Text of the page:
In a very condensed nutshell it goes something like this: imagine you have a creature representing a tree trunk. Over time, the children of these creatures are born slightly different to their parents, giving rise to new varieties of creature, and so the species splits into several categories, like the boughs of a tree. Each of these new species then does the same, giving us lots of new creatures again (the branches) and so on (twigs) and so on (twiglets). Give this process a few billion years and what began as one species of simple bacteria has turned into the millions of different species we see today, one of which is the human race.
Imagine if you began at the present day, with the human race, and traced back along the family tree, going right the way back to the first creature on the planet. You could set up a timeline showing the gradual evolution of humans. But at what point did we become the way we are? If our oldest ancestor was some slimy bacteria floating in a rock-pool, when do we draw the line and say "this is when the human race began?"
It's surprisingly tricky to give a good answer because the creatures which came just before humans were about 99.999% identical. In fact, within the last few thousand years, we've seen changes in the shapes of human skeletons, so are we a different species to the humans who lived in ancient Greece? We are slightly different after all. But if you want to get technical, I am sliiiiiightly different to even my own parents. My genetics are not quite the same as theirs due to tiny mutations, would I be classed as a separate species? This is the problem: which tiny change was the one which made us "human". It would be like taking a grain of sand, adding another one, adding another one, and then asking when it became a pile. There is no obvious point, and different people would draw the line in different places.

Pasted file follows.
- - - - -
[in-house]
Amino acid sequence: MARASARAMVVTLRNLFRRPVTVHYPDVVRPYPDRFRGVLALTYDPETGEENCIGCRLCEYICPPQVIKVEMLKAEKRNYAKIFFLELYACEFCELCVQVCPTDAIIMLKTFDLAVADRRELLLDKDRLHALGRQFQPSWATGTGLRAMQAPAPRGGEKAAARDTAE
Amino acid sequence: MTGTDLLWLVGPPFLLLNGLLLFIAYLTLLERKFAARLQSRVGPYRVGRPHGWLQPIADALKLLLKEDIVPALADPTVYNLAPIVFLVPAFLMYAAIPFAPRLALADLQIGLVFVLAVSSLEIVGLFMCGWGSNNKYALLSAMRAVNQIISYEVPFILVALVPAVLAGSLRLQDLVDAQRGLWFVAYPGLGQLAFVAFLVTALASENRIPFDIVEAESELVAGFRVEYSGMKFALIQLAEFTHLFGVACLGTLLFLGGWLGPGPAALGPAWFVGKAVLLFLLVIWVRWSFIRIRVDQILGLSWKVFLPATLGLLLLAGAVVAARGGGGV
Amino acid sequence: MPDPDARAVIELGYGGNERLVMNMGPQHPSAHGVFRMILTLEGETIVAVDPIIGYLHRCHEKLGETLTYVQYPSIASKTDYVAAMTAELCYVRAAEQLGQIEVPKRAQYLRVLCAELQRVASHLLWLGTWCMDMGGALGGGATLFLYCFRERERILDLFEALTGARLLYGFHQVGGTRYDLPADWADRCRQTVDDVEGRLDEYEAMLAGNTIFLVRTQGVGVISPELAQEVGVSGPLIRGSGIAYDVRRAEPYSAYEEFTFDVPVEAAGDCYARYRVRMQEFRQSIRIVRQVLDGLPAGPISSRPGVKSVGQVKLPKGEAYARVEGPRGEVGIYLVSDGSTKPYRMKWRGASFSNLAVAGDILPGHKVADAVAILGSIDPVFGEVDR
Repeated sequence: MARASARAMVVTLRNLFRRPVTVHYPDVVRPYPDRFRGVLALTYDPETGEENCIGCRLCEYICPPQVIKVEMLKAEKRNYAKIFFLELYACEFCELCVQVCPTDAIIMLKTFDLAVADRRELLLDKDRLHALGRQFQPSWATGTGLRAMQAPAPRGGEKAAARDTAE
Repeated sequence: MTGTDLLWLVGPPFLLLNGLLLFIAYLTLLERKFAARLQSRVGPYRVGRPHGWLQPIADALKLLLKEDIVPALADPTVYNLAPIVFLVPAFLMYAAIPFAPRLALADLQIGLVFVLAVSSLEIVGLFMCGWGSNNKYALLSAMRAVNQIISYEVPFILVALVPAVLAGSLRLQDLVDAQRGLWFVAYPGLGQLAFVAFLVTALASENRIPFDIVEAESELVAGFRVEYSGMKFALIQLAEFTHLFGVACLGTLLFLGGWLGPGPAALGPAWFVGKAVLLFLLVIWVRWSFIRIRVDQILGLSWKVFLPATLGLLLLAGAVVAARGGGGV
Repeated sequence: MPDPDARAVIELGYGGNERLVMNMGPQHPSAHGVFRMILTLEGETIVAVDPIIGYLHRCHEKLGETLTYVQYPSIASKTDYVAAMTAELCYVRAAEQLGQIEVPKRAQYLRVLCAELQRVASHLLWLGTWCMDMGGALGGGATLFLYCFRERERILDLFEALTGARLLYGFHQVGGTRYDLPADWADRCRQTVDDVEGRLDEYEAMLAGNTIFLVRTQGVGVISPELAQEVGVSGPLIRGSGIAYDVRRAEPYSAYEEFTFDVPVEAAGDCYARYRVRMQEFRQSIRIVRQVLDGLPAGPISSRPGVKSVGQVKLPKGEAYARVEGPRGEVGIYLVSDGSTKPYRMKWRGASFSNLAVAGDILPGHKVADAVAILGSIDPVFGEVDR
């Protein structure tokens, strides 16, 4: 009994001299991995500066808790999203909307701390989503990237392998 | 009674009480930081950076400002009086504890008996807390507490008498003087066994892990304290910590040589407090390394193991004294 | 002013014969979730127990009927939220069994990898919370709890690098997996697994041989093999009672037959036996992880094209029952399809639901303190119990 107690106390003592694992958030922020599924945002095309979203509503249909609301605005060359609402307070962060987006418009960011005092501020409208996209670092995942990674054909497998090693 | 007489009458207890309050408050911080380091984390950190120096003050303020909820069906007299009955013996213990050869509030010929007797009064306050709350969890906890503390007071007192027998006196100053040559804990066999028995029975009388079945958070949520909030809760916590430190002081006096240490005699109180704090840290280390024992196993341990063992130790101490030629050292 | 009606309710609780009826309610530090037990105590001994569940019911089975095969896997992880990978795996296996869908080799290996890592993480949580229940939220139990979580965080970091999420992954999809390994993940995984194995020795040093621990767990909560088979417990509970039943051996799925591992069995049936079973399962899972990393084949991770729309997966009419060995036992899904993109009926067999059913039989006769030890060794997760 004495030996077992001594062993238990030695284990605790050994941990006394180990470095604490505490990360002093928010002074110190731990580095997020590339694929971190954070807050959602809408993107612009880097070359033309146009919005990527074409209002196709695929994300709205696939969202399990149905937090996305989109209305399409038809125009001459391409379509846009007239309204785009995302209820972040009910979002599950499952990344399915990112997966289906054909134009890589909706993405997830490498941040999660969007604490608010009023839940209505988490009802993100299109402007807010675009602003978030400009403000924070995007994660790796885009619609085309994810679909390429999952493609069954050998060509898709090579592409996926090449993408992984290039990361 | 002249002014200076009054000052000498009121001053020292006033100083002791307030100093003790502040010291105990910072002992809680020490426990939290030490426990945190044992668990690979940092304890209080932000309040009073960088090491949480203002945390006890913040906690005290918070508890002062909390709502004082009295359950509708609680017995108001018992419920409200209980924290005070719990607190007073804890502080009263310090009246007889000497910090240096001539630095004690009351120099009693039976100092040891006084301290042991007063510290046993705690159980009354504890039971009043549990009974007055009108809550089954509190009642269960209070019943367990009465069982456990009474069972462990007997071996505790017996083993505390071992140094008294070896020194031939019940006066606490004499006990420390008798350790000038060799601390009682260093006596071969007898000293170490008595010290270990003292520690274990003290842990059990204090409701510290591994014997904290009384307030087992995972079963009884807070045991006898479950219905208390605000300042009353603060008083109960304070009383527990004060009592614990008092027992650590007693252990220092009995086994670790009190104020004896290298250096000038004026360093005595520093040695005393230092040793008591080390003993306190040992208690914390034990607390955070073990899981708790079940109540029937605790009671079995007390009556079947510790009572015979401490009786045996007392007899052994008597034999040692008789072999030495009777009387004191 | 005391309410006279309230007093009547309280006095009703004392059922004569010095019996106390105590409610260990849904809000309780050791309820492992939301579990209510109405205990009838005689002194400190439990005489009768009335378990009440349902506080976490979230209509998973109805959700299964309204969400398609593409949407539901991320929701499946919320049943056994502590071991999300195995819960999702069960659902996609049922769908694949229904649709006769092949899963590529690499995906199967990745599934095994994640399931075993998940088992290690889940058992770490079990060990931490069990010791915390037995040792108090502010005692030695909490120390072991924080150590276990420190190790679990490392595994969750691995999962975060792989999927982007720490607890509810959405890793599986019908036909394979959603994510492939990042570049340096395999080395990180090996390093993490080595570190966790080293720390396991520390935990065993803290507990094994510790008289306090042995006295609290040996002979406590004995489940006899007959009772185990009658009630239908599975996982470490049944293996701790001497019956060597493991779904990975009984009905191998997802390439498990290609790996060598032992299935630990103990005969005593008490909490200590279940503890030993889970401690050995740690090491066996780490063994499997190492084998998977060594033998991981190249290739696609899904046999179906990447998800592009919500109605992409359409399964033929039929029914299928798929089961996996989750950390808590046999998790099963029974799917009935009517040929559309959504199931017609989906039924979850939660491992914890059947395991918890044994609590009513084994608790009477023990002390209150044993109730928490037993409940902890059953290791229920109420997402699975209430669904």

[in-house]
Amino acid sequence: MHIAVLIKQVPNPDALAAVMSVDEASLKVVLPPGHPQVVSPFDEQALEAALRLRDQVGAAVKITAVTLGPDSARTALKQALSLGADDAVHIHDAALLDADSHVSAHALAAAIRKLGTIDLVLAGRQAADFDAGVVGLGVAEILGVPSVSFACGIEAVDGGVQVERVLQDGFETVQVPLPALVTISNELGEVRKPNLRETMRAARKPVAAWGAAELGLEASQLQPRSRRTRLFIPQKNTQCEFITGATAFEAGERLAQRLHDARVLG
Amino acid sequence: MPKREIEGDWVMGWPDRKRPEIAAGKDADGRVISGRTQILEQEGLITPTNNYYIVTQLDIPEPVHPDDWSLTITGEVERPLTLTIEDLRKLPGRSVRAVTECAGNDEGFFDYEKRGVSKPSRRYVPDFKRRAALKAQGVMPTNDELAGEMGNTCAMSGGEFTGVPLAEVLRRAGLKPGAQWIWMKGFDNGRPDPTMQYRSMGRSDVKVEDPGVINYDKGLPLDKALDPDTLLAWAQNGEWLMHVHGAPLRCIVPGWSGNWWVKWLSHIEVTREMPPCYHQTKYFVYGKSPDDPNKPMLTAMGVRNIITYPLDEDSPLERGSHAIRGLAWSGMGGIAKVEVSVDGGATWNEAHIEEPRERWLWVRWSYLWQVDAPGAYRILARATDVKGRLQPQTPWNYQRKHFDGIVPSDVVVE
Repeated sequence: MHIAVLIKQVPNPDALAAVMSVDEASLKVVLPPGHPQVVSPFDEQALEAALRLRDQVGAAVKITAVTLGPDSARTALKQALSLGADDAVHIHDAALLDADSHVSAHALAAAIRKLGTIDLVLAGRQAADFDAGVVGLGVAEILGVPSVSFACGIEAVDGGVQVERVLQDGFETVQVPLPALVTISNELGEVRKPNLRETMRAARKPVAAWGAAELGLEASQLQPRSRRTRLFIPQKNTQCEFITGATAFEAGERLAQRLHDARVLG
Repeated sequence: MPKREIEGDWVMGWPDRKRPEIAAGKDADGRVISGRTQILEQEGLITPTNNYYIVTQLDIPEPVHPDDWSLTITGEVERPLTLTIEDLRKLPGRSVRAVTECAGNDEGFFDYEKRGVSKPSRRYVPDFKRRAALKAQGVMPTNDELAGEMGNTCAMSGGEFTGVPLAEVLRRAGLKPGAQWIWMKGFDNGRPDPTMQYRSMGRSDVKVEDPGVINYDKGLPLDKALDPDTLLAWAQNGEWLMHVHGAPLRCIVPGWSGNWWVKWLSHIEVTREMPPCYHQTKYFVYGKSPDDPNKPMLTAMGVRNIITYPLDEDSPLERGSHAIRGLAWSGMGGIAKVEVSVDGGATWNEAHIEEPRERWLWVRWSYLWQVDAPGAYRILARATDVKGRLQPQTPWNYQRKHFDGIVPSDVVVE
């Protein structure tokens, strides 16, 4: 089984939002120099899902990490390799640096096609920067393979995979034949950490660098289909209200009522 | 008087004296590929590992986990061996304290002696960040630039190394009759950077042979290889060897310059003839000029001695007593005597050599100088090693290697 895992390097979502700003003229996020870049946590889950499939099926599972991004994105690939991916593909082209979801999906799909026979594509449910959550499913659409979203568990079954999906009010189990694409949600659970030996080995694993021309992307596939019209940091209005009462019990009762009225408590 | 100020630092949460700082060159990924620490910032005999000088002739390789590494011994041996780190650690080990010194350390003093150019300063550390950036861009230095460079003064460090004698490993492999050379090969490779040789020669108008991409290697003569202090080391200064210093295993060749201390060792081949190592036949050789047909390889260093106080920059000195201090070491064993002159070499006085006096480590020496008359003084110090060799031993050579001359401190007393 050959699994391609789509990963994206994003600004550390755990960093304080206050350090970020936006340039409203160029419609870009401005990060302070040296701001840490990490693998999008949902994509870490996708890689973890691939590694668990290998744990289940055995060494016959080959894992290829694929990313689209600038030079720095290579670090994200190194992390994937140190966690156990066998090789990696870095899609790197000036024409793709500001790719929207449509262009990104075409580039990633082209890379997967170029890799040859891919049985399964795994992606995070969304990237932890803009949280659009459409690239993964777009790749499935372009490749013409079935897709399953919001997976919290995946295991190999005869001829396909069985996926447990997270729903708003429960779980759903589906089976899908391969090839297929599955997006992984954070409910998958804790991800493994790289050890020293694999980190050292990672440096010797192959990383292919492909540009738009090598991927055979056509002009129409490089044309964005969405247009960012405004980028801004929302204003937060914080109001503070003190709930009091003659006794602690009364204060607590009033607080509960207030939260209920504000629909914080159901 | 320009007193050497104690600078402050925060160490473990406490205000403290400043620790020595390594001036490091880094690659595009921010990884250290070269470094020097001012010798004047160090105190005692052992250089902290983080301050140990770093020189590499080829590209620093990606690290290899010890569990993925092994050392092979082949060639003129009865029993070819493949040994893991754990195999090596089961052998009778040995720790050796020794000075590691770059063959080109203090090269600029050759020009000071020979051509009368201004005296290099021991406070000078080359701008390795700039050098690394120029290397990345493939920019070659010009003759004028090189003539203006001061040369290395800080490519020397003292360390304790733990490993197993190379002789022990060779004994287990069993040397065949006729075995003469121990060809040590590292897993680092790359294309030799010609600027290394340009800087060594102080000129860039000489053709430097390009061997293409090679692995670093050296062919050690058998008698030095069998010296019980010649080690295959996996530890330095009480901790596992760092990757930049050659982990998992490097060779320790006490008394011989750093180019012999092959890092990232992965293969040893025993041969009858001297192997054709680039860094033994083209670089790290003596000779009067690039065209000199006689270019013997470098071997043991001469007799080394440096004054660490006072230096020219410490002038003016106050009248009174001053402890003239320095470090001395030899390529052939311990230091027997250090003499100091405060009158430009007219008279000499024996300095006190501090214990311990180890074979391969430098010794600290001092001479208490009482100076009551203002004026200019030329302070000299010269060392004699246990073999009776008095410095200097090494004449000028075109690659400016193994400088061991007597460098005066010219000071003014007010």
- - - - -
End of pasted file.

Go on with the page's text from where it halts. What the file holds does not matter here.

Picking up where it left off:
After all, do we consider human to be when we began walking on our hind legs? When we began developping language? When we invented culture? When we began creating art? It's a good issue to debate, but most Biologists would agree that the human race (under any of the reasonable definitions) emerged somewhere between 1 million and 500,000 years ago.
In 1995 a woman named Nancy Lieder claimed she had been contacted by aliens and warned of an imminent collision between the Earth and another planet named either Nibiru or Planet X. The name Planet X comes from Percival Lowell, the astronomer who suggested an extra planet beyond Neptune (which he nicknamed X for short).
This claim from Nancy Lieder is the sum total of the so-called "Planet X theory". It's really a bad name, because a theory is an idea which has lots of evidence to support it, but Lieder's claim has none. In fact, Lieder's original claim was that the Planet-X collision would take place in 2003...which I'm pretty sure was proven false. There are still some people who claim that the Planet X event is going to happen, but these claims aren't based on any actual data so there's little reason to be alarmed by them. I could just as easily claim that a giant strawberry is headed for Earth. Technically you can't prove that false, so I could refer to it as the Stawberry-event-theory, but there's no reason you'd believe it. So, what is Planet X "theory"? Nothing to worry about.
This question has been, by far, the trickiest one I've answered since I launched the website. It's also been the most interesting because it's really stretched my teaching ability to the limit. I've been thinking about how best to explain it for days and I think I've finally hit upon something which just about explains it, although I'm sure someone else could do it better. Firstly, let's talk about what shell theorem's second postulate is.